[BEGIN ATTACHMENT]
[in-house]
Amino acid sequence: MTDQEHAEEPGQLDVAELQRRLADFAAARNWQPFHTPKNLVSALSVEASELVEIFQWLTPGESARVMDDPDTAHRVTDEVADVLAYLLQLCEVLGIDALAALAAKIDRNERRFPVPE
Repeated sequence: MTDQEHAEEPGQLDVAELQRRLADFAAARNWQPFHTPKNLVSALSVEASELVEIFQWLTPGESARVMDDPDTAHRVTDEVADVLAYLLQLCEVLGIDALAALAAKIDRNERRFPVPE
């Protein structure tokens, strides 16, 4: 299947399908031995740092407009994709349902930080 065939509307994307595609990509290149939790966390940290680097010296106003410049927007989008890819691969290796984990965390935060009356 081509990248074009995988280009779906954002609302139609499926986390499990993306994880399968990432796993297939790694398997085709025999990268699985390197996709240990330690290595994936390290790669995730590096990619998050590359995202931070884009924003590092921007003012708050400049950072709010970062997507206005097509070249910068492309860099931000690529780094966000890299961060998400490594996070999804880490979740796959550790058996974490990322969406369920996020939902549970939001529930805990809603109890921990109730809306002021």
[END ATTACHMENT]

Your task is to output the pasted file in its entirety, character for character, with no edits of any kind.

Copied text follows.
[in-house]
Amino acid sequence: MTDQEHAEEPGQLDVAELQRRLADFAAARNWQPFHTPKNLVSALSVEASELVEIFQWLTPGESARVMDDPDTAHRVTDEVADVLAYLLQLCEVLGIDALAALAAKIDRNERRFPVPE
Repeated sequence: MTDQEHAEEPGQLDVAELQRRLADFAAARNWQPFHTPKNLVSALSVEASELVEIFQWLTPGESARVMDDPDTAHRVTDEVADVLAYLLQLCEVLGIDALAALAAKIDRNERRFPVPE
């Protein structure tokens, strides 16, 4: 299947399908031995740092407009994709349902930080 065939509307994307595609990509290149939790966390940290680097010296106003410049927007989008890819691969290796984990965390935060009356 081509990248074009995988280009779906954002609302139609499926986390499990993306994880399968990432796993297939790694398997085709025999990268699985390197996709240990330690290595994936390290790669995730590096990619998050590359995202931070884009924003590092921007003012708050400049950072709010970062997507206005097509070249910068492309860099931000690529780094966000890299961060998400490594996070999804880490979740796959550790058996974490990322969406369920996020939902549970939001529930805990809603109890921990109730809306002021």